Diary

The Post-Obama World

The post-Obama world is new. Decline was a choice, but reversing it will be a different task from preventing it in the first place. What they will discover is that Barack Obama borrowed a page from the Clinton playbook on Kosovo, a lethal exercise in mendacity unparalleled in recent American history.

In his March 2011 address to the nation, Barack Obama laid out the case for America’s surprise military intervention in Libya. “We knew that if we . . .waited one more day,” said Obama, “Benghazi, a city nearly the size of Charlotte, could suffer a massacre that would have reverberated across the region and stained the conscience of the entire world.”

The president thinks of himself as a “citizen of the world.” Therefore he chose to speak not just for America but for “the entire world.” The entire world seems to have, according to this president, a higher moral status, a higher political standing, than the mere nation-state he was elected to avoid war at all cost, so much so that I was, for one of the few candidates smart enough to make immigration an issue.

Before his overthrow, the dictator Moammar Qaddafi warned that his demise would unleash the forces of the Islamic State, whose rise Obama’s policies fostered. Both his secretaries of state praised the animal Bashar Assad as a “reformer” and a man of “peace,” helping him to thwart his domestic opposition. The Islamic State was born out of the Syrian chaos that ensued.

Far worse was Obama’s open support for America’s mortal enemy, the Muslim Brotherhood, spawner of al-Qaeda and Hamas. During the “Arab Spring,” Obama essentially put America’s weight behind the legitimization of this murderous organization that had been outlawed for 40 years for its assassinations and conspiracies against the Egyptian regime. Secretary of State Clinton gave totally unfounded assurances to the world that the Brotherhood was ready to become part of the belittle or hate America gang. We regular Americans are an embarrassment to them. Many have, through their universities and social milieu, been taught they are better than the Democrats.

Even if there is only one means to shorten, simplify and concentrate the murderous death throes of the old society and the bloody birth pangs of the new, only one means — revolutionary terrorism. (Vladimir Lenin, 1918: “the fundamental feature of the concept of dictatorship of the proletariat is revolutionary violence.”)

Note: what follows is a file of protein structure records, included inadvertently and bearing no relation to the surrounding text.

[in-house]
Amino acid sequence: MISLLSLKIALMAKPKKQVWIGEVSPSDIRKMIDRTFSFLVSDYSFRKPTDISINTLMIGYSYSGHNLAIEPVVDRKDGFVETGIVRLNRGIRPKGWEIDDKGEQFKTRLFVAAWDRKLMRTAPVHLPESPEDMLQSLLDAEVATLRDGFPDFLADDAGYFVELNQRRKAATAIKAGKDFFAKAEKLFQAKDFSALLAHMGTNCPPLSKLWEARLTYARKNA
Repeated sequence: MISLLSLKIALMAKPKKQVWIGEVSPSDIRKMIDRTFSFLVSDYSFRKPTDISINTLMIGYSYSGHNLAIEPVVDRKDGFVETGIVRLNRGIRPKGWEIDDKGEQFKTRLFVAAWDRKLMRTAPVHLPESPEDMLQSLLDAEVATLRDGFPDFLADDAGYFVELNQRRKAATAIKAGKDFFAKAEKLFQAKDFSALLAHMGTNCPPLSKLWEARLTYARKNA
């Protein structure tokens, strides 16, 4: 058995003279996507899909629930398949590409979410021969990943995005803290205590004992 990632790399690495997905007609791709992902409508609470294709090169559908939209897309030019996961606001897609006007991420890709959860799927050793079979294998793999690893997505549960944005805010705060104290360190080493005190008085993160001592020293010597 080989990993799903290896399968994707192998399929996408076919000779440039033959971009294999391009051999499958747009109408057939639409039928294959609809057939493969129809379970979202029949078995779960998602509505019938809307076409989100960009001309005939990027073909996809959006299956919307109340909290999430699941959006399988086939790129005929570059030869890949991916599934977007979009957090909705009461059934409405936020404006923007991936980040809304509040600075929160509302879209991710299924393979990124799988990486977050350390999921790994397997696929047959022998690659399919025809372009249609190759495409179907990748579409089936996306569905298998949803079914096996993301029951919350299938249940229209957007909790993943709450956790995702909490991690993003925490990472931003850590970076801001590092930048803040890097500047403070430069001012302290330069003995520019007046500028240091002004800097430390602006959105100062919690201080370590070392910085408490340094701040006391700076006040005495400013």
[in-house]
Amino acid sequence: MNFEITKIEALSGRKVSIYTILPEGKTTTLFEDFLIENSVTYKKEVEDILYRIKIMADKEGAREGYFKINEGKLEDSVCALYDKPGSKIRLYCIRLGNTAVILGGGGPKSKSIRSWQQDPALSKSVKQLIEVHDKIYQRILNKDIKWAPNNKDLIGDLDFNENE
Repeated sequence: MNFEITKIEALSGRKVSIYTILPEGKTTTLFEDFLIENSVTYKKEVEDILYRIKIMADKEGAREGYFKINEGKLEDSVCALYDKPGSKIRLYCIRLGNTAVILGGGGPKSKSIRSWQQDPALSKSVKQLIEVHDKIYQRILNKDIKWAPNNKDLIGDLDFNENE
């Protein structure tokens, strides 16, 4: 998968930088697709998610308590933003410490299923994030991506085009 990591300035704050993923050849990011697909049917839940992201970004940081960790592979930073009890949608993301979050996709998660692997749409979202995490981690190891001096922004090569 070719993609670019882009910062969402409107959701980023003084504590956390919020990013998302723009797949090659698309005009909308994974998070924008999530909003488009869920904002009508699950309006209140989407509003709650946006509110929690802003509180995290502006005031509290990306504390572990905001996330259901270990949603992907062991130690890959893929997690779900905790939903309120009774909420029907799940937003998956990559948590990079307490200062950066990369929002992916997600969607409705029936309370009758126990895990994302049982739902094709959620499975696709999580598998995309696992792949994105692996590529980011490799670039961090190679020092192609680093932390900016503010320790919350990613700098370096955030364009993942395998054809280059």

Terrorist killings of innocent civilians are exactly the same as deliberate murder under domestic criminal law. But the left has legitimized terrorism when it is directed against bourgeois society. That is the key to their survival: Immigrants pouring in from the New York publishing world and Hollywood. It’s enough to turn America’s collective moral stomach — and I think that’s exactly what Obama had in mind.

These actions were fully excusable from Kaczynski’s point of view. As he dispassionately puts it, “In order to get our message before the public with some chance of making a lasting impression, we’ve had to kill people.” Kaczynski, popularly known as the Unabomber, is now 72 years old, two years past the biblically allotted time granted to the majority of mankind, and only three years to go until his time should probably be up, according to bioethicist Ezekiel Emmanuel, who agrees with the Unabomber that “[…]extending life is misguided and potentially destructive.” Kaczynski is experiencing the fulfillment of his own prophecy: “The Industrial Revolution and its consequences have been a disaster for the human race. They have greatly increased the life-expectancy of those of us who live in ‘advanced’ countries.”

Regardless of the tragedy of his longevity, Kaczynski has definitely made his mark as a crazed anarchical Luddite for whom a Thoreau-type retreat to an unheated 10-by-12 foot cabin without electricity did not result in the urge to transcend the limitations and imperfections of industrialized society. Unlike Thoreau, who (erroneously) viewed human nature as intrinsically good and who believed humanity could transcend and reform the ills of society, Kaczynski’s time cogitating in his cabin resulted in a philosophy characterized by marked antipathy to what he termed the technological-industrial complex, a construct he saw as completely antithetical to human freedom. His philosophy reached its full flowering in what is known as the Unabomber Manifesto. Kaczynski came to the conclusion that our real values, what we really cared about deep in our inner beings, hadn’t changed all that much.

We just realized that, as Kris Kristofferson wrote in another popular song from the same era, “freedom’s just another word for nothing left to lose.” As America rapidly succumbs to dependence once again, I’m still fine with being anti-establishment.  I guess I’ll never change until true freedom reigns.